For many Americans, the only thing better than a government shutdown would be forcing all congressmen to go without pay, just like workaday government employees.
After Democratic congressional leaders refused Trump’s requests at a meeting in the White House Situation Room, the Republican president threatened to take the controversial step of declaring a national emergency and building the wall without congressional approval.
Trump is withholding his support for a bill that would fully fund the government until he secures money for the wall. As a result, around 800,000 public workers have been unpaid, with about a quarter of the federal government closed for two weeks.
Senate Democratic Leader Chuck Schumer said Democrats had told Trump during the meeting to end the shutdown. “He resisted,” Schumer said. “In fact, he said he’d keep the government closed for a very long period of time, months or even years.”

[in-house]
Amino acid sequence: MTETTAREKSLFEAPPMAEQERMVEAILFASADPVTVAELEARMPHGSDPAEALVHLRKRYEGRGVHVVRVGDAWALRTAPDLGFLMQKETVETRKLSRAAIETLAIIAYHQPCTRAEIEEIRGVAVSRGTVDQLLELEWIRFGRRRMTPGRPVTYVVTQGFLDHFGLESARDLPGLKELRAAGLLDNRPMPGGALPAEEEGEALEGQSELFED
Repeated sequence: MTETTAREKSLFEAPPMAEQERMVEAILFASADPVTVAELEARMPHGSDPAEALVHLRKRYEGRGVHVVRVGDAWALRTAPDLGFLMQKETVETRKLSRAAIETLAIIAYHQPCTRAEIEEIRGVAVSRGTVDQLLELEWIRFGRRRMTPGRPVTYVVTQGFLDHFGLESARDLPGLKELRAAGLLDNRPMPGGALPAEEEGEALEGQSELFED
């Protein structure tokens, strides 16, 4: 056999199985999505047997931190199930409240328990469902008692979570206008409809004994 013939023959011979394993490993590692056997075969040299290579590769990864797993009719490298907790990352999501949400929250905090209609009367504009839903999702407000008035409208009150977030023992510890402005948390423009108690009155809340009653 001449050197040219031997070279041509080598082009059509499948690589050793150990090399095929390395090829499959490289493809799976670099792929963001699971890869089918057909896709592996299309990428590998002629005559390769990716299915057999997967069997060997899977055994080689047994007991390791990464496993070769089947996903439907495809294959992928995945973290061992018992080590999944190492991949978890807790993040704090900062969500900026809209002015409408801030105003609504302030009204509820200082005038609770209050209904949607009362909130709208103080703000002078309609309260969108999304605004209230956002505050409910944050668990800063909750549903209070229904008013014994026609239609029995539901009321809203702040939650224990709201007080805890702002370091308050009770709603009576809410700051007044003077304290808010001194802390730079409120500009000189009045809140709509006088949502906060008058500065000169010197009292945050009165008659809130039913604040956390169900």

Raising the stakes in his tussle with the newly emboldened Democrats, Trump threatened extraordinary measures to build the wall, which he says is needed to stem the flow of illegal immigrants and drugs into the United States.
A reporter asked Trump whether he had considered declaring a national emergency to build the wall.
“Yes, I have. And I can do it if I want,” Trump said. “We can call a national emergency because of the security of our country … I may do it. But we can call a national emergency and build it very quickly. And it’s another way of doing it. But if we can do it through a negotiated process, we’re giving that a shot.”
A Reuters/Ipsos opinion poll last week showed that 50 percent of the public blames Trump for the shutdown and 7 percent blames Republican lawmakers, while 32 percent blames Democrats.
The partial shutdown is straining the country’s immigration system, worsening backlogs in courts and complicating hiring for employers.
Federal agencies such as the Justice Department, Commerce Department and departments of Agriculture, Labor, Interior and Treasury have been hit by the shutdown.
House Ways and Means Committee chairman Richard Neal, a Democrat, asked the Internal Revenue Service in a letter on Friday to explain the possible effects of the shutdown on the upcoming tax filing season for millions of Americans.